Special Considerations for the LGBTQ Community
In addition to the tactics of abuse that abusers commonly use in intimate partner relationships, LGBTQ-identified individuals who are abused experience additional risks and barriers as a result of their sexual orientation and gender identity.
- Outing- Despite much social and political advancement, discrimination, prejudice, and violence against LGBTQ people still exists. In addition to all the barriers the LGBTQ community experiences on a daily basis, LGBTQ older adults, in particular, often keep their sexual identity a secret out of fear that their abuser may threaten to “out” them if they don’t give the abuser money, grant them unwanted sex, or otherwise succumb to their demands. LGBTQ grandparents may be at particular risk if the abuser threatens to out the person to their children, who may deny them access to their grandchildren. It is also common for LGBTQ abusers to threaten to out the victim to the police if the victim files a complaint. While law enforcement is required to respond consistently to all domestic incidents regardless of the sexual orientation or gender identities of the parties involved, older adult victims may fear police retaliation because of their age and because, unlike younger LGBTQ individuals, older adults have lived through a contentious past between the criminal justice system and the LGBTQ community.
- Shame or Embarrassment- Because so many negative stereotypes about the LGBTQ community still exist in popular culture and religion, LGBTQ individuals often turn those into shame and self-hatred, or internalized homophobia. While it is possible that a younger LGBTQ individual may find sources of support to counter negative social messages about his/her sexual orientation and gender identity, the older, less mobile, less socially connected adult may be struggling with decades of internalized homophobia that the abusive partner can use to exert power and control over the older adult.
- Fear of not being Believed or Taken Seriously- Abusers of older adults often convince their LGBTQ victims that the authorities will think they are “too old” to be LGBTQ. If the victim has to come out in order to report the abuse, fear of System-wide prejudice may stop them. Some of the stereotypes they may encounter are: “Violence between LGBTQ partners is always mutual”; “Abuse doesn’t occur in lesbian relationships”; and/or “Only the physically bigger partner can be abusive.”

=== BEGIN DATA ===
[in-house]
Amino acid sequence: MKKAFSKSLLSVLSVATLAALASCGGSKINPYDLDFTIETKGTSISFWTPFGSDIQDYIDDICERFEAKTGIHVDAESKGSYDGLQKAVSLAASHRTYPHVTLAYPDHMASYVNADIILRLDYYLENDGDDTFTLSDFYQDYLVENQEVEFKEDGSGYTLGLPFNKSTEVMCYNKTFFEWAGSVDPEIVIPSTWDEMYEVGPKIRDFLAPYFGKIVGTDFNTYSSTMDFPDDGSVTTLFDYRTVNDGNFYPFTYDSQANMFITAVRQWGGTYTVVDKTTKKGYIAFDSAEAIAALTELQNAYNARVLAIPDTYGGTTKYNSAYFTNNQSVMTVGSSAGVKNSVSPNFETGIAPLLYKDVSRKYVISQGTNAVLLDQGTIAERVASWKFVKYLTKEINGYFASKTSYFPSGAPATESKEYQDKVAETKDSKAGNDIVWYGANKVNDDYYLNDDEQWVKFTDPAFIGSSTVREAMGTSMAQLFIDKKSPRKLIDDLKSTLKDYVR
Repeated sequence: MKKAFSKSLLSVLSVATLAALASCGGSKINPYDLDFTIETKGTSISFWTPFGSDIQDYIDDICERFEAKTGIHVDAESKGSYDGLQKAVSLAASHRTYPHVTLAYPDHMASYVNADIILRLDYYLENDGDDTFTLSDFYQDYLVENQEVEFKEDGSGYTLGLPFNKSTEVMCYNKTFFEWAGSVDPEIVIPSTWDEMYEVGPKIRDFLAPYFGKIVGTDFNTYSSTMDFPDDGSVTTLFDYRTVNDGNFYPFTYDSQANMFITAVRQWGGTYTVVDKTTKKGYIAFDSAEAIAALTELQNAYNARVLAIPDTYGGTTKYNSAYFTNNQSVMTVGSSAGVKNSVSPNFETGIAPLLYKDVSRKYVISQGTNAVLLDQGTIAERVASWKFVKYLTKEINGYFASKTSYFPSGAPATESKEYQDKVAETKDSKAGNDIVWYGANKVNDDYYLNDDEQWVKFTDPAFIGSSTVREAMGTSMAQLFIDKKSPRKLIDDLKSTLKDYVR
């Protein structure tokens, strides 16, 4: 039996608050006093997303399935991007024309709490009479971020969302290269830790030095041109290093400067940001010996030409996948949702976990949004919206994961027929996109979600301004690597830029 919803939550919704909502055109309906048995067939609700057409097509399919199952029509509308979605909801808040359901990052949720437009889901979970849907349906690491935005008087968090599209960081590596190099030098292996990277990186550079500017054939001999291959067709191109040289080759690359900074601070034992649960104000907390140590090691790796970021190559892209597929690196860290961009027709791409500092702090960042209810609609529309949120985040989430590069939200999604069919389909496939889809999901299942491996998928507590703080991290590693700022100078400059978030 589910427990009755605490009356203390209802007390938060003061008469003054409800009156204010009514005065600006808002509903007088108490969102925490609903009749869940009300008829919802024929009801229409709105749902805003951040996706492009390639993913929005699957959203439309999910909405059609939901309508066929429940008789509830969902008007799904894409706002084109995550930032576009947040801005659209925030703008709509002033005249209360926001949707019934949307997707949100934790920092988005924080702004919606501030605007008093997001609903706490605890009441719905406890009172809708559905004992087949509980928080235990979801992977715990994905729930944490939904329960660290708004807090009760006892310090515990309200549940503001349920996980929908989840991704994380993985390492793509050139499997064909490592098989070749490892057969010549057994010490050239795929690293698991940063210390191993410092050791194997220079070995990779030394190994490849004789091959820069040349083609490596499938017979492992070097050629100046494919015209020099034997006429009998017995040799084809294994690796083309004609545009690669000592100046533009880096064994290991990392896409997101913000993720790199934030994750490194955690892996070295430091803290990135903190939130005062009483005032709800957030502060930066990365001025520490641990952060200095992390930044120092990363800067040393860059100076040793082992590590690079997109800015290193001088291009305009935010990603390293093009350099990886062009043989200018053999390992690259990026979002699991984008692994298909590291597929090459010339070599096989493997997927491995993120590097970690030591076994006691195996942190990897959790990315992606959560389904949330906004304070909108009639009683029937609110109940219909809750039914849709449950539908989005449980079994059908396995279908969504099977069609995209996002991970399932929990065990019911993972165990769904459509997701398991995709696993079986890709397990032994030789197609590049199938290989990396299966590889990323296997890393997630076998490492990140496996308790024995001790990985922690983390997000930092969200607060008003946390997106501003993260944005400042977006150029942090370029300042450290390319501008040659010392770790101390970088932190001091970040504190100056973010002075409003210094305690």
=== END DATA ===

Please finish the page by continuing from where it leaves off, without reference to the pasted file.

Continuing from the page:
- Abusers Gain Control of Finances and Assets- Although laws legalizing same-sex marriage and civil unions are progressing across the United States, many LGBTQ older adults are unaware of these changes, and may not feel comfortable with them because , as older adults, they still hold conventional beliefs about marriage. This being said, many LGBTQ older adults are not protected by marriage and/or community property laws. That makes it far easier for the abuser to gain and control all of a couple’s finances. This may mean the abused older adult may be penniless or homeless if he or she left the abuser, or if seeking help led to the abuser being jailed or removed from the home.
- Isolation- Isolation is a common tactic of power and control that often leads victims to become totally dependent on their abusers and keeps others from noticing and/or intervening in the abuse. They risk increased isolation from friends, family and cultural and religious communities who may not accept or support the LGBTQ individual’s disclosure. Isolating an LGBTQ older adult may be easier than isolating a non-LGBTQ older adult because many don’t feel comfortable in settings that predominantly cater to non-LGBTQ such as senior centers and meal sites where they can remain connected to the community. Additionally, some LGBTQ older adults avoid health care professionals, preferring to cope with injuries and illnesses on their own rather than risk encountering discrimination or prejudice, real or perceived, in a health care setting. The abuser may use fear of discrimination to keep the older adult victim from seeking necessary medical care following a domestic incident. This also impacts the victim’s ability to safely and consistently engage in routine, preventative healthcare to address the later-in-life illnesses and conditions that often impact older adults. Over time, these abusive behaviors can result in self-neglect when older adult victims become frail and their physical and/or mental capacities are no longer sufficient to maintain their own personal health and safety.